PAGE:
Many GPs also reported that is was now somewhat easier to have a patient seen by a psychiatrist than prior to the Better Access initiative, although it was highlighted by both GPs and consumers that it remained difficult to gain access to a private psychiatrist, particularly a psychiatrist with low fees or who bulk billed. The GPs and consumers that discussed this difficulty in accessing psychiatrists predominately perceived it to be a result of there being too few psychiatrists.

A very small number of psychiatrists expressed hesitations about the Better Access initiative. This related to concerns of patients being 'held onto' by a GP and not being referred to a psychiatrist and/or inappropriately referred to an AHP for focussed psychological interventions when assessment and treatment by a psychiatrist would be more appropriate and achieve a better outcome for the patient. Most perceived this is an issue for increased education and training rather than an inherent problem with the initiative.

Providing referral pathways for appropriate treatment of patients with mental disorders

It was reported by all stakeholder groups that the Better Access initiative had both developed treatment options and developed and improved upon existing referral pathways between GPs, psychiatrists and AHPs. Service providers and consumers demonstrated an effective understanding of how these pathways worked and reported that referrals were initiated by all service provider groups (with AHPs and psychiatrists encouraging non referred individuals seeking treatment to see their GP) and consumers initiating referrals by raising mental health issues with their GP and seeking a referral to an AHP.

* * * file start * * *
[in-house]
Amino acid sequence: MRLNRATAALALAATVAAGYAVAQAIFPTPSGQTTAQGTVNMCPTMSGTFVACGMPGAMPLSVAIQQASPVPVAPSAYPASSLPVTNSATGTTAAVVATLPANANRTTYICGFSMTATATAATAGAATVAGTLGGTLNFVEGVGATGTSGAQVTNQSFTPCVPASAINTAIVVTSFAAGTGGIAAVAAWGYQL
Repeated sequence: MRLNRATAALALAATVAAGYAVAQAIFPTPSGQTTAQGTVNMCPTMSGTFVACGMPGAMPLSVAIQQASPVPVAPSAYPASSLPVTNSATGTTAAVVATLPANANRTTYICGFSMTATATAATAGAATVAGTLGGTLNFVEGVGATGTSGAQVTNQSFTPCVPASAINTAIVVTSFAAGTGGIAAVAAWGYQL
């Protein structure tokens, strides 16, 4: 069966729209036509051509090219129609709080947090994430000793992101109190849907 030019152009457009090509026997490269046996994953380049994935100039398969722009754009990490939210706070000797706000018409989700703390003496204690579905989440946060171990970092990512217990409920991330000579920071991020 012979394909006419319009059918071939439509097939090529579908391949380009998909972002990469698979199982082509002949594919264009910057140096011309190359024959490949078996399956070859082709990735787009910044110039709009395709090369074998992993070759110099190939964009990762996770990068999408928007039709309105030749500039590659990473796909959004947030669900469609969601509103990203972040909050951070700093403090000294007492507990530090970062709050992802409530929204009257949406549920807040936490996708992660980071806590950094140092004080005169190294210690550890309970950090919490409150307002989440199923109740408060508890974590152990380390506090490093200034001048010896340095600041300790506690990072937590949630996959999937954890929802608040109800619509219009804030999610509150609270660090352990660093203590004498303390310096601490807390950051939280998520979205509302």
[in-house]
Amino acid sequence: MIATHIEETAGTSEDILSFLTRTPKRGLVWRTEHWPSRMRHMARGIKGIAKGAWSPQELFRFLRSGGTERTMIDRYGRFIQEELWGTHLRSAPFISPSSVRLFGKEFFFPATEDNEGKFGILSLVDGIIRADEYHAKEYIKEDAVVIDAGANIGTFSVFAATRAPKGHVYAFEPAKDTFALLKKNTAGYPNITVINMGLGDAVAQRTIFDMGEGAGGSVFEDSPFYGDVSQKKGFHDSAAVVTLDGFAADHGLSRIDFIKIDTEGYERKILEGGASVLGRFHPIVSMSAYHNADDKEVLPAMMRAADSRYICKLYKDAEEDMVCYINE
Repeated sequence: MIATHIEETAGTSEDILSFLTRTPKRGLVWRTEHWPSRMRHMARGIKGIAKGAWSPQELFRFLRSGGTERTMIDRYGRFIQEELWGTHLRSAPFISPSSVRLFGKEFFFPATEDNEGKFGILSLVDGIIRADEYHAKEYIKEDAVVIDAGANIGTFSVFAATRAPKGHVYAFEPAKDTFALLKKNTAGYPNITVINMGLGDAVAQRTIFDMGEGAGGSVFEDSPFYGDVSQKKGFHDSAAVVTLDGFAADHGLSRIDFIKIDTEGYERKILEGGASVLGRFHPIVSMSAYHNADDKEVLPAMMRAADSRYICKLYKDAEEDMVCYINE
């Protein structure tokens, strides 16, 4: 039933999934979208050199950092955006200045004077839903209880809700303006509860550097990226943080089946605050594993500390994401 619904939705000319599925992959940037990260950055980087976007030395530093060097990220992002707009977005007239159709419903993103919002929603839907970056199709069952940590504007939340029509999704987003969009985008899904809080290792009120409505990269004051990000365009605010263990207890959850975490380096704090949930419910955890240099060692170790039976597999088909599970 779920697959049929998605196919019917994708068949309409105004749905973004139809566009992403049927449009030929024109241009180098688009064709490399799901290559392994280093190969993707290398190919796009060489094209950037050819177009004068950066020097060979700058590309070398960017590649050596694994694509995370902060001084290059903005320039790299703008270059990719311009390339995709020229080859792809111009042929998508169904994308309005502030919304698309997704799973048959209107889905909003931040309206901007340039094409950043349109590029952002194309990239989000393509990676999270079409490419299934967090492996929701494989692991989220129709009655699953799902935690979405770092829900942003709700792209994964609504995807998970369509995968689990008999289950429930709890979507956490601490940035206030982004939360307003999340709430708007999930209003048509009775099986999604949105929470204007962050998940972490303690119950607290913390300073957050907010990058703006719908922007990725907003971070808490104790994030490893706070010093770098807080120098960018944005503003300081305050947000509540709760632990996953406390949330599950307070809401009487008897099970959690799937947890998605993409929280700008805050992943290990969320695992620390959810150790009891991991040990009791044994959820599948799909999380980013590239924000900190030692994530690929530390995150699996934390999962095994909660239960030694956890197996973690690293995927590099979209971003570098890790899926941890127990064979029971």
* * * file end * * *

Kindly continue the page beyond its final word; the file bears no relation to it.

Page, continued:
Supporting GPs and primary care service providers through education and training to better diagnose and treat mental illness.

At the time of the consultations very little of the training planned to be provided through the Better Access initiative had commenced. As such, the majority of GPs and AHPs were unable to comment on the impact of the planned education and training on the diagnosis and treatment of mental illness.

The sole stakeholder who had participated in the rollout of the education and training that was just commencing in their local area identified the approach as positive in respect to both content and the opportunity to develop referral networks across GPs, psychiatrists and AHPs.

Constraints and opportunities

While reporting the success of the Better Access initiative, stakeholders noted that the improvements in access to services and referral pathways did not equally benefit all communities and population groups. All consumer groups and public mental health providers, nearly all GP and psychiatrists and most AHPs noted that some communities and populations benefited more than others and that many communities and population groups experienced barriers in access to service that included affordability of gap payments, service availability and appropriateness of the service model to their particular needs. The small number of stakeholders from very remote communities suggested that the Better Access initiative made it more difficult to access services because of reduced availability of AHPs to provide 'fly in, fly out' services through ATAPS or industry supported health care programs.

A more detailed discussion of the outcomes of the Better Access initiative, identified constraints and opportunities for improvement identified in the consultations follows.